וַיִּגְדַּ֖ל הָאִ֑ישׁ וַיֵּ֤לֶךְ הָלוֹךְ֙ וְגָדֵ֔ל עַ֥ד כִּֽי־גָדַ֖ל מְאֹֽד׃ - and the man grew richer and richer until he was very wealthy (כג:יג)
There is a triple lashon of "gadol" that Yitzchak grew to greatness. The Baal HaTurim asks why do we need three separate leshonos to tell us this? It seems a bit redundant to say the same thing over and over and over again... we get the point. However, Chazal teach us that it was neccessary as a triple bracha for Yitzchak, and was meant to parallel the triple bracha that he received from Hashem at the time of the Akeidah - כִּֽי־בָרֵ֣ךְ אֲבָרֶכְךָ֗ וְהַרְבָּ֨ה אַרְבֶּ֤ה אֶֽת־זַרְעֲךָ֙ כְּכוֹכְבֵ֣י הַשָּׁמַ֔יִם... וְהִתְבָּרֲכ֣וּ בְזַרְעֲךָ֔ - For I will bestow my bracha upon you and I will make your descendants as numerous as the stars... And the nations of the world shall bless themselves by your descendants (כב:טז-יח)
These three levels of 'gadlus' paralleled the three berachos that he received at the time when Avraham almost offered Yittzchak up as a korban.
We find Rashi explains that Yitzchak was so successful that the people of Gerar, where he was living at that time, would praise Yitzchok's extraordinary success. When discussing financial matters and wealth, they would discuss the manure of Yitzchok's donkeys, over their own King Avimelech's riches and gold. This shows us how tremendously successful Yitzchak was, they would prefer to discuss the waste of Yitzchak over the riches of their own king. Yitzchak was super successful in comparison to Avimelech, yet, we find that when Avimelech challenges Avraham to leave Gerar, we find something fascinating happen. Yitzchak leaves to "Nachal Gerar" - which Rashi explains to mean he left to a far away land from Gerar. In other words, he was obedient to Avimelech's wishes! This is unbelievable! Yitzchak was granted a triple blessing, and his success made Avimelech's storehouses look like child's play. Yitzchak's wealth was the talk of the town, and as they say, money speaks! Yitzchak shouldn't have had to listen to anything that Avimelech told him to do. Yet, we find just the opposite - Yitzchak obeys Avimelech without a complaint! He could have organized his wealth and power, and turned his success against Avimelech. But Yitzchak was the true definition of a mentch. Yitzchak's actions speak of the importance of derech eretz and acting like a mentch. Yitzchak had every reason to disobey Avimelech, but he respected the fact that he was in Avimelech's land and didn't continue to challenge him. Yitzchak's lack of entitlement and humility teach us that even when you feel that you are the 'bigger man', you still have to respect the authority and space of others, even though you may technically disagree with it.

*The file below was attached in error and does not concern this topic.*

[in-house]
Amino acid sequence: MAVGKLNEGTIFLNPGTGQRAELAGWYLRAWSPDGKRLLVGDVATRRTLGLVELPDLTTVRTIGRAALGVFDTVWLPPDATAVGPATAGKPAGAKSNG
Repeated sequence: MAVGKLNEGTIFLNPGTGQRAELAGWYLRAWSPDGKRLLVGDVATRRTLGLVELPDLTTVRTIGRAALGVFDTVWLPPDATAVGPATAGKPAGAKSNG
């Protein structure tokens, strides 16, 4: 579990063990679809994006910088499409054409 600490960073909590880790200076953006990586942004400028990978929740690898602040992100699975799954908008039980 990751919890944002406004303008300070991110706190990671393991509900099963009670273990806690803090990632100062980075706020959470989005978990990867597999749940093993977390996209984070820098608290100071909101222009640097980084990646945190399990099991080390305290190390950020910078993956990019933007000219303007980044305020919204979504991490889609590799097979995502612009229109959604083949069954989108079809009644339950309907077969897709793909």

At the end of the day, once we understand where we come from and where everything we have is from, we can know that everything we have is G-d given. We are humans, and sometimes Hashem allows us to touch upon power, wealth, health, intellect, and many other skills. Our strengths and talents are given to us to allow us to overflow our cups and enrich this world to make it a better place for us all to live in, and thereby bring Hashem's Name into our everyday lives and actions.
~ Avrohom is originally from Chicago, IL, and spent two years in Yeshivas Lev Zion. He is currently learning in Rabbi Barry Klein's chaburah in Beis Yisroel.